I’m feeling down today and oh, so frustrated with people who want to blame misfortune on the victim for making the wrong “choice,” or for being an undocumented immigrant and collecting “benefits” (which they don’t, by the way), and assuming all poor people are lazy.
What the hell is wrong with you people? My son didn’t choose to be born with a birth defect that would leave him vulnerable to cancer. He didn’t choose to have insurance companies refuse to sell him a policy at any cost. He didn’t choose to have doctors deny him care. He didn’t choose to get cancer.
I am in the six weeks between when we found out my son was dying six years ago and when he died. I relive his final days and his death every year at this time and my patience with ignorance, selfishness and greed is pretty thin right now.
I see a lot of poor people who work two jobs and still can’t make ends meet because it costs about 2 1/2 times minimum wage to live even the simplest life here. That simple life doesn’t include cable TV, movies, eating out, gym memberships, mocha lattes and other things that middle-class people don’t even think about spending money on.
When you see a poor person with a cell phone and complain, what you’re saying is that low-income or homeless people don’t even deserve the basic capability to be in touch with the rest of the world.
What you’re saying is that you don’t care about that person’s story; you’re going to pass judgment based on your own sheltered and fortunate life.
You’re likely no more than six months away from homelessness yourself.
Let’s say your job moves overseas. Now you’re left with unemployment compensation that won’t even cover your mortgage and you can’t afford COBRA. So, what happens when you get an upper respiratory infection? You go to the ER and walk out with a prescription for antibiotics, a big bill and no follow-up care.
If that first round of antibiotics doesn’t work, you can go back to the ER and get another big bill, which you can’t pay because your unemployment is about to run out, and another prescription for an even more expensive antibiotic.
You haven’t been able to find another job except for part-time at a garden center, at minimum wage, which is even less money than your unemployment.
Now you’re 90 days behind on your mortgage and you’re selling some of your belongings to try and keep the house. You get a second part-time job and look for a third, but it just isn’t enough.
You’re still sick, but you can’t go back to the ER because you can’t afford whatever prescription the doctor writes for you. So you just hope you’ll get better.
Eventually, you run out of things to sell and the bank runs out of patience. You can stay with family members for awhile, but the welcome wears out eventually.
Or let’s say you have bipolar disorder. You try to keep things on an even keel, but sometimes the medications become ineffective and you just can’t function in a job because that’s too much stress for you to endure.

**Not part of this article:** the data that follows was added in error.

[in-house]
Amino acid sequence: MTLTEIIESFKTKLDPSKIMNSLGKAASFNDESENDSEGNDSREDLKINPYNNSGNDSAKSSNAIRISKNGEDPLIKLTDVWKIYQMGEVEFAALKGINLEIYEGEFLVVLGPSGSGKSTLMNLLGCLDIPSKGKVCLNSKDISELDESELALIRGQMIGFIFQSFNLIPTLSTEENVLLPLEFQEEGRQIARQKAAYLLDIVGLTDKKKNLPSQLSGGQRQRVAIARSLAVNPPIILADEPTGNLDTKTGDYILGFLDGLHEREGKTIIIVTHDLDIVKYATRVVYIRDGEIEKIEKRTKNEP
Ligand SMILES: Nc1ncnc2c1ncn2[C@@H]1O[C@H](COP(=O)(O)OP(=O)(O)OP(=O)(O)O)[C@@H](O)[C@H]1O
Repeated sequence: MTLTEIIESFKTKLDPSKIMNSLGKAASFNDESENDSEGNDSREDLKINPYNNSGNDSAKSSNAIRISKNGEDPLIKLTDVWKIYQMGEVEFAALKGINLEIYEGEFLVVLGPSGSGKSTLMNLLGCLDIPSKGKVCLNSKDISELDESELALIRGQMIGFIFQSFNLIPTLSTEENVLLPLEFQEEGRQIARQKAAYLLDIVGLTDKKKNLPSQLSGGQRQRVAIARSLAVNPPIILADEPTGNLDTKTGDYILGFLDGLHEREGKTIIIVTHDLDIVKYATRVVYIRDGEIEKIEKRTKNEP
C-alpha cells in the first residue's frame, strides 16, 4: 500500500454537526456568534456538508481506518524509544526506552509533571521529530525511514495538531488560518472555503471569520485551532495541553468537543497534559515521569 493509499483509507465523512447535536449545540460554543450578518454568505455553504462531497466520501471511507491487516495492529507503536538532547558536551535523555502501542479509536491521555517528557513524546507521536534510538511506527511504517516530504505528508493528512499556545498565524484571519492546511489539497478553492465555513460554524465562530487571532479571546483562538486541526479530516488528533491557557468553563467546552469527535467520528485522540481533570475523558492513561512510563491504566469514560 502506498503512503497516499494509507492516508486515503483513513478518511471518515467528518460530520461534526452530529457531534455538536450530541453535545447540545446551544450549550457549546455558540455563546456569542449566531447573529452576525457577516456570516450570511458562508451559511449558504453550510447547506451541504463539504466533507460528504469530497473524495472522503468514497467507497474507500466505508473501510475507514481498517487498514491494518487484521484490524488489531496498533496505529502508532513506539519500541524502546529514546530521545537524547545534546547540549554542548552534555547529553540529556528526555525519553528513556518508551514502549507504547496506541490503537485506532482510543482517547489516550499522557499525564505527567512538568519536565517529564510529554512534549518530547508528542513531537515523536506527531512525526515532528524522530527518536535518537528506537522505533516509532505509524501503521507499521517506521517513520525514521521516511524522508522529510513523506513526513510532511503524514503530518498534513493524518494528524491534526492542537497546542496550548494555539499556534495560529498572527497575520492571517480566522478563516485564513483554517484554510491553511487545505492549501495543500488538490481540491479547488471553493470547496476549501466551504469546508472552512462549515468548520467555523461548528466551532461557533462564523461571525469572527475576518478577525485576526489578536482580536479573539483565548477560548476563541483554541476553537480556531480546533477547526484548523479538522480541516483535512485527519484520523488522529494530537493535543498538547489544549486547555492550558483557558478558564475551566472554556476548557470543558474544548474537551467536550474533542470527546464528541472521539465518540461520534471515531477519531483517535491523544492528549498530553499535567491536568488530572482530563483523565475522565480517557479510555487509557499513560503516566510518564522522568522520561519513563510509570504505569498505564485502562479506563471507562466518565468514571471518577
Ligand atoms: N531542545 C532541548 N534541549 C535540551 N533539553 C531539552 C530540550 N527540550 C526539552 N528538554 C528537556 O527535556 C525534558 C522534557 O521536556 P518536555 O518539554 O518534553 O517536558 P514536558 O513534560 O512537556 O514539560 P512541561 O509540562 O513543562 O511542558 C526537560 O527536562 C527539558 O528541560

You lose your job and while waiting to be approved for disability, you also lose your home.
Or let’s say you develop type 2 diabetes, not because you’re a glutton but because it runs in your family. Your job doesn’t come with insurance so you can’t afford the supplies you need to monitor your blood glucose.
You decide to exercise and try to eat right. But diabetes affects every system in your body, especially when you can’t monitor and control your blood glucose levels, and you don’t know your blood pressure is climbing through the roof. You have a stroke and are left incapacitated. Or your kidneys fail and you need dialysis. Or you lose your eyesight.
Tell me where the “choices” are in these scenarios. Tell me about “personal responsibility.”
Have you ever tried to survive on less than $1,000 a month? That’s what someone on disability has to do.
Have you ever tried to eat for $2.50 a day? That’s what someone on food stamps has to do, and most of the people who get food stamps are working people and their children.
Have you ever waited for a bus in freezing rain because you can’t afford a car?
Let’s talk about responsibility — our responsibility as human beings.
The Old Testament prophets talked about justice and compassion. In the New Testament, Jesus condemned people who refused to help people in need. Nowhere did he say, “I got mine, get your own.”
I am starting to un-friend people who post these things on Facebook. I no longer want to be friends with people who would allow others to suffer and even die out of selfishness and greed.
Don’t tell me you’re compassionate and then post something that calls poor people lazy or says they’re the victims of their own bad choices.
People don’t choose to be poor and sick and hungry. They don’t choose to work at jobs that don’t pay them enough to survive.
And don’t tell me I’m judging you unfairly; I am not. If you think poor people should suffer and not get help, you are not compassionate, and I’m tired of hearing from you.